Friday, October 20, 2017

The Double-Taxation Bogeyman Rides Again

by Neil H. Buchanan

The sales job for the White House's non-plan to change the tax system is not going well, by all accounts.  As usual, Donald Trump's lack of focus has distracted everyone, as he flits from one personal feud to another and circles back around to his obsessions with destroying the health care system and building his expensive and pointless wall.

Even so, I stand by my prediction that at some point Trump and the Republicans will pass something that -- no matter how limited or small it is -- they will call "sweeping tax reform," and the supposedly hostile press will play along.

After all, this is a group of people who held a Rose Garden celebration merely because they managed to pass a (terrible) health care bill through one house of Congress.  Imagine their victory lap even if they have done nothing more than, say, change the exclusions for the Alternative Minimum Tax or the depreciation rules for capital investment?  Imagine the lies that their in-house economists will tell of how this new bill will trickle down to the paychecks of "the forgotten people."

Although I am predicting that the talk of a big rewrite of the tax code will end in failure, it is nonetheless interesting and important to keep track of what is happening while the farce plays out.

There is one misdirection play in particular that might actually be used by both Republicans and Democrats for different purposes.  In separate areas of the tax debate, both sides might claim that they are right because it is ever so important to avoid "double taxation."  They will both be wrong.

Thursday, October 19, 2017

What to Do about SCOTUS Mistakes: A Not-So Modest Proposal

By Eric Segall

This week ProPublica issued a report with the headline "It's a Fact, Supreme Court Errors aren't Hard to Find." The group reviewed "dozens of cases" and said that it found a "number of false or wholly unsupported claims." Examples included erroneous voter registration rates in Chief Justice Robert's Shelby County decision striking down a key section of the Voting Rights Act; an unsupported conclusion by Justice Alito about the percentage of American companies that require background checks for its workers similar to the ones used for federal employees; and Justice Kagan's statements about the reliability of drug sniffing dogs in an important Fourth Amendment case. ProPublica claimed in the report to review 83 randomly selected opinions over a five year period and found assertions of "legislative facts" in 24 of those cases. The group alleged that seven of those opinions, more than 25%, contained false or unsupported statements of fact.

This report, which should trouble all Court watchers, commentators, and the American people, caught the attention of Fordham Law Professor John Pfaff, who wrote an op-ed on the problem in the New York Times. Pfaff observed that "policy is a major part of the Court's docket now" but neither the Justices nor their clerks have "any serious training" in empirical methods such as statistics. He argued that the Court has traditionally relied on amicus briefs "to provide it with that broad empirical background" but unfortunately "many amicus briefs include false or unsubstantiated empirical assertions, at least some of which make it into the Justices' opinions." Pfaff also noted that many, if not most Supreme Court cases, get to the Court after years of lower court litigation "providing interested groups plenty of time to gin favorable findings." So, in Pfaff's words, "what to do?"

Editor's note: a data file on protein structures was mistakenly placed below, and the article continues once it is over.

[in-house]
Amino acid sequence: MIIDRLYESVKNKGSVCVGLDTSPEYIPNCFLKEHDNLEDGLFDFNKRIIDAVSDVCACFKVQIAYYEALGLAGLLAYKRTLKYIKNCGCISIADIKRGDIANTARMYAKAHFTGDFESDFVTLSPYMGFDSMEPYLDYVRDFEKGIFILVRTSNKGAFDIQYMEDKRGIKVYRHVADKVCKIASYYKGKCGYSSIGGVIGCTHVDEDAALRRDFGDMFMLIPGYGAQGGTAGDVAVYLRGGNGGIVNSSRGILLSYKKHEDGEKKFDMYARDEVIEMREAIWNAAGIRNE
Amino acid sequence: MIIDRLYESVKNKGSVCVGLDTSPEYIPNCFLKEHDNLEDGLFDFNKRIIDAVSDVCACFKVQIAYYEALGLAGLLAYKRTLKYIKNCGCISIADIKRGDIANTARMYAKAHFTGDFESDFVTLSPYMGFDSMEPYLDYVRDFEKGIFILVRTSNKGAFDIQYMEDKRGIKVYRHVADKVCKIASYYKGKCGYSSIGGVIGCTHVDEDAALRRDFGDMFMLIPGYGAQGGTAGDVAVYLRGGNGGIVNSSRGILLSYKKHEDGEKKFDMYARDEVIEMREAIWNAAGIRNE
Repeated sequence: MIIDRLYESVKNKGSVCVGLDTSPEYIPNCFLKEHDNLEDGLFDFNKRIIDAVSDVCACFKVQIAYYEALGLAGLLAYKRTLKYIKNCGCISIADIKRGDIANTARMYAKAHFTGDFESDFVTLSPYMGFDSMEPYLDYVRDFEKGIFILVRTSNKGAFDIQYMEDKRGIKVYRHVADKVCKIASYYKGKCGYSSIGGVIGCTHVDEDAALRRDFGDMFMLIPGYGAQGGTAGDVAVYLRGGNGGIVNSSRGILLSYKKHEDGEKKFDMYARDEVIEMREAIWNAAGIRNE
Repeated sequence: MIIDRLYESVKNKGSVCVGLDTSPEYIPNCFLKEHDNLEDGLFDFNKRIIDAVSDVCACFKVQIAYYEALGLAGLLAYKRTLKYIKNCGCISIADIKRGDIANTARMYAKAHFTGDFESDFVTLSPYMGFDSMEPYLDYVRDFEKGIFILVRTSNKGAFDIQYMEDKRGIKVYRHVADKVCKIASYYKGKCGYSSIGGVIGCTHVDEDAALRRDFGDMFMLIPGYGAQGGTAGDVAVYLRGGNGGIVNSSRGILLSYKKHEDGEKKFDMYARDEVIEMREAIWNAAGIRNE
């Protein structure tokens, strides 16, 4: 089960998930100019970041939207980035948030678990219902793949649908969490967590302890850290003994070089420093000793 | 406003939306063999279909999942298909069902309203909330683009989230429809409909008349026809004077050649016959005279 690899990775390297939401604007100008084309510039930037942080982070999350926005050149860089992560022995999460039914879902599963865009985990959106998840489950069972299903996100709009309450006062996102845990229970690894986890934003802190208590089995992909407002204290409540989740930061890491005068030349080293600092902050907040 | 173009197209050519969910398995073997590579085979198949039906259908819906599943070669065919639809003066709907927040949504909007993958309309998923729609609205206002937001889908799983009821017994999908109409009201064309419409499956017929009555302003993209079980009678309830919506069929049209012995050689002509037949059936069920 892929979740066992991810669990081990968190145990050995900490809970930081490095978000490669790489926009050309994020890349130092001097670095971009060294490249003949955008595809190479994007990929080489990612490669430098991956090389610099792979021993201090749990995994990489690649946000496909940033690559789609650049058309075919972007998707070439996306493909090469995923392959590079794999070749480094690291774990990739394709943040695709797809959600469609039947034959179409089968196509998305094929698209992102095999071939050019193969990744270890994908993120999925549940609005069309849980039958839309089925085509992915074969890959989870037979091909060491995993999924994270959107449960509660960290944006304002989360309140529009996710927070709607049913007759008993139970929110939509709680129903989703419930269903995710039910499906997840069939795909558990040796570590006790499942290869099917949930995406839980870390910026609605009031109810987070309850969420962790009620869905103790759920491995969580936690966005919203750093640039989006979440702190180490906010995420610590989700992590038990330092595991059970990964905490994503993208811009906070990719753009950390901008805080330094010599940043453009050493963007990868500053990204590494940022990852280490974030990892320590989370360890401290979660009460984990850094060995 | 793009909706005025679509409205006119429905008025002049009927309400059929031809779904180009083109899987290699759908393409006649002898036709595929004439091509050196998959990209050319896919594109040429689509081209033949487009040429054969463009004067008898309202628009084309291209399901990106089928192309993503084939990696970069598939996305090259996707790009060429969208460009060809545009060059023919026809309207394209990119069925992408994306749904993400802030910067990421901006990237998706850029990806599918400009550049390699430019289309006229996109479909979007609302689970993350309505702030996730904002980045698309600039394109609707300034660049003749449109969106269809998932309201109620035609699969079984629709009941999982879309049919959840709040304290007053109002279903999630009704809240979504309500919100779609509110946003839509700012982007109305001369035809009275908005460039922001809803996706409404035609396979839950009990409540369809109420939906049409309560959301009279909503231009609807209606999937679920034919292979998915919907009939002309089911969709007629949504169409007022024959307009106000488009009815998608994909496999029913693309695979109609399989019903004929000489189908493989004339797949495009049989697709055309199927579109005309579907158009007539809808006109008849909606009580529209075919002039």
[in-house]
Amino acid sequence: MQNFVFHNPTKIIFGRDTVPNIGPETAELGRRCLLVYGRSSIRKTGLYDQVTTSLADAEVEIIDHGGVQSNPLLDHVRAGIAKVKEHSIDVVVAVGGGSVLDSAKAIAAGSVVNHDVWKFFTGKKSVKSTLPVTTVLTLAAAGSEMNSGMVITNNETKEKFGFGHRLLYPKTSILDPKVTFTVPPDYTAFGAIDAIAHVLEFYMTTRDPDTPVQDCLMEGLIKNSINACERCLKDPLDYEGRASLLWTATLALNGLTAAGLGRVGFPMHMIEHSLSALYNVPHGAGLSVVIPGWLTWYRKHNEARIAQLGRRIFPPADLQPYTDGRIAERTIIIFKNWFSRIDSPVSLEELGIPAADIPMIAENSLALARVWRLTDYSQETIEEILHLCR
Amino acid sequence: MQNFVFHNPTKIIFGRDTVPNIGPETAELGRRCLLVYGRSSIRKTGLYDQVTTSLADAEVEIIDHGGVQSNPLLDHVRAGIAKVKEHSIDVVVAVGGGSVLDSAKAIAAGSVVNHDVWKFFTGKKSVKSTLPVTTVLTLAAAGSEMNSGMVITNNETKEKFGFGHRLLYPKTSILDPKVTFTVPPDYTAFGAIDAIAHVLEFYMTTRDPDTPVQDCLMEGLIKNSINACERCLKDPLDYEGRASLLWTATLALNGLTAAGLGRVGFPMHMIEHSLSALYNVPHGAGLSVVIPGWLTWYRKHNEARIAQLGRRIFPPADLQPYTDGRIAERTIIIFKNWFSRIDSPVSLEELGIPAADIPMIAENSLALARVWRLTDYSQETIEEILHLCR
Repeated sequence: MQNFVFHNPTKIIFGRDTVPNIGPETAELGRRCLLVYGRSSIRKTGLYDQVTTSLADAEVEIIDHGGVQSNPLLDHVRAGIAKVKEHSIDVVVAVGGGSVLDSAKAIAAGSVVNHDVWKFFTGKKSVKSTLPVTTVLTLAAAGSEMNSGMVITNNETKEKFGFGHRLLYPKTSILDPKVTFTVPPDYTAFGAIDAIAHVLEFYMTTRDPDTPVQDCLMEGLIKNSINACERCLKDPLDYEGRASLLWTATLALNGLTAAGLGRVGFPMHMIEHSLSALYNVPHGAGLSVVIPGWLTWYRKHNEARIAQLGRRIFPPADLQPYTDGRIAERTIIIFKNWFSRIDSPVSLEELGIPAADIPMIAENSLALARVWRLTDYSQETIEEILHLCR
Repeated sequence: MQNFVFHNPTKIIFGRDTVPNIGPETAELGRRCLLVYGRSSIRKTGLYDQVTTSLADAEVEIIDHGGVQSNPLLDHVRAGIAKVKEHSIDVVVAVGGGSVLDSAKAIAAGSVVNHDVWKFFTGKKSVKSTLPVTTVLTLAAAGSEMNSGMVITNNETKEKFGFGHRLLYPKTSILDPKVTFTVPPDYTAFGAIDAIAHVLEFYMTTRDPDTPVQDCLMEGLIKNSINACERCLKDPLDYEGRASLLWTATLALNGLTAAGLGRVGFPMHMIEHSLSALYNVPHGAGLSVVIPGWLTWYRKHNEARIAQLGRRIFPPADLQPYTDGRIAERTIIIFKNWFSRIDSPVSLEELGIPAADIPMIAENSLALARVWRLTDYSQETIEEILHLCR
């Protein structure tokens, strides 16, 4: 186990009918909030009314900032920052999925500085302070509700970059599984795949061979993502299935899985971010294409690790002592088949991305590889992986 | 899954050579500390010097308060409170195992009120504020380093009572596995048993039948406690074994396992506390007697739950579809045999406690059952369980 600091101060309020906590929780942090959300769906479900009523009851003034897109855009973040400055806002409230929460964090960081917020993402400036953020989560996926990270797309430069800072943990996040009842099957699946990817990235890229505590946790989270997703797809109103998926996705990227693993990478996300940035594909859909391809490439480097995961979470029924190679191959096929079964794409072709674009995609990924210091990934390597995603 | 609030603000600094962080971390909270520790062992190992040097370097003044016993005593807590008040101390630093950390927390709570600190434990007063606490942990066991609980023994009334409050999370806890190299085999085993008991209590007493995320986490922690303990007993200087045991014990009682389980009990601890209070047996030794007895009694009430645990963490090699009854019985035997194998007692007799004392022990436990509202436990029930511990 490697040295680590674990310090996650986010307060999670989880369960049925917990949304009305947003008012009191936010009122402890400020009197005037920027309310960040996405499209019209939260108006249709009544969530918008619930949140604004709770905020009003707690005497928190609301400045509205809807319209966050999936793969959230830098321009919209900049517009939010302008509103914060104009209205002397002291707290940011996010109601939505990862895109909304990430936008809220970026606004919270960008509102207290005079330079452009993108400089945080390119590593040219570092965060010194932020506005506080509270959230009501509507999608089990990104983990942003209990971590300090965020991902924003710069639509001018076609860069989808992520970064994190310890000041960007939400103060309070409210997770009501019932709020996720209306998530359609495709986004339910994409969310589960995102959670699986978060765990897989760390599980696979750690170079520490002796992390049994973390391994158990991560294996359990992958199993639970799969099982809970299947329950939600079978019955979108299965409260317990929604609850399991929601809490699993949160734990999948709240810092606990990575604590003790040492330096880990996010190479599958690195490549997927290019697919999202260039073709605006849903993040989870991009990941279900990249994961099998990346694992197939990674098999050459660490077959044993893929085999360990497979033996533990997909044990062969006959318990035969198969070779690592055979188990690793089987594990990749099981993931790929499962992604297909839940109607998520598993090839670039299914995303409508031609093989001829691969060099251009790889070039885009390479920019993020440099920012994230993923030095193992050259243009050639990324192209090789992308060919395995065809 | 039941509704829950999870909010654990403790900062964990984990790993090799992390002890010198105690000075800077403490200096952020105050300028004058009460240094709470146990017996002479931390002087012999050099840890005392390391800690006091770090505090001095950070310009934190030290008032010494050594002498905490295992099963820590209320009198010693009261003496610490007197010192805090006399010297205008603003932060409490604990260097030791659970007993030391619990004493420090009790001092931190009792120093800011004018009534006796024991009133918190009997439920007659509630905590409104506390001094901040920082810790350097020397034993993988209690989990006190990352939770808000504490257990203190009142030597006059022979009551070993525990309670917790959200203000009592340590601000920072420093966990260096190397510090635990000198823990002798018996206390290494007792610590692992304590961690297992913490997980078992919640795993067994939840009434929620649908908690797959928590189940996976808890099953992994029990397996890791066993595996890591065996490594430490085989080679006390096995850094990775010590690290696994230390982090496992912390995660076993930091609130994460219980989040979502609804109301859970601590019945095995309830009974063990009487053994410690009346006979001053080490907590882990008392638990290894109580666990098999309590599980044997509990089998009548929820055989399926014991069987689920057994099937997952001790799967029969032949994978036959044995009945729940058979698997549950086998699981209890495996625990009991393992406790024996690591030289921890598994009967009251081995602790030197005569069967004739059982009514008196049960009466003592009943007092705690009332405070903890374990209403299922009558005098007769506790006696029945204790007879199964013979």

Guns, Constitutional Tests, and Games

by Michael Dorf

My latest Verdict column asks whether a federal ban on bump stocks would violate the Second Amendment. The short answer is no, but as I explain, the full answer is a bit more complicated. During the litigation that culminated in the 2008 SCOTUS ruling in DC v Heller, it was taken for granted by all the lawyers and justices that the federal ban on possession and transfer of machine guns made after 1976 is valid. Indeed, as I note in the column, Walter Dellinger, arguing for DC, labored to persuade the Court that machine guns are indistinguishable (for Second Amendment purposes) from other firearms and that therefore the Court ought not recognize an individual constitutional right under the Second Amendment. The ultimate opinion for the Court strongly hints in dicta that the machine gun ban is valid, but doesn't do a very good job of explaining why.

My column argues that the actual test the Court announced for whether various types of weapons count as "arms" under the Second Amendment seems to point in favor of counting machine guns: There are enough of them in circulation--about half a million--to count as in "common use" and thus not "unusual." To be clear, I don't think the courts are actually going to invalidate the machine gun ban, but I do think that the explanation for the validity of the ban is problematic.

The column uses that fact as an occasion to discuss the validity of a hypothetical law that would ban bump stocks, but there is also a more immediate question. Various states have banned so-called assault weapons, especially semiautomatic rifles such as the AR-15. There is currently pending before the Supreme Court a cert petition by the plaintiffs who challenged Maryland's ban on semiautomatic rifles. They lost in the district court, won before a panel of the Fourth Circuit, and then lost before the Fourth Circuit sitting en banc. The cert petition alleges a circuit split regarding the proper test for determining whether arms are in "common use" but no split regarding bans on semiautomatic rifles or large-capacity magazines. Accordingly, it is difficult to predict whether the SCOTUS will grant cert.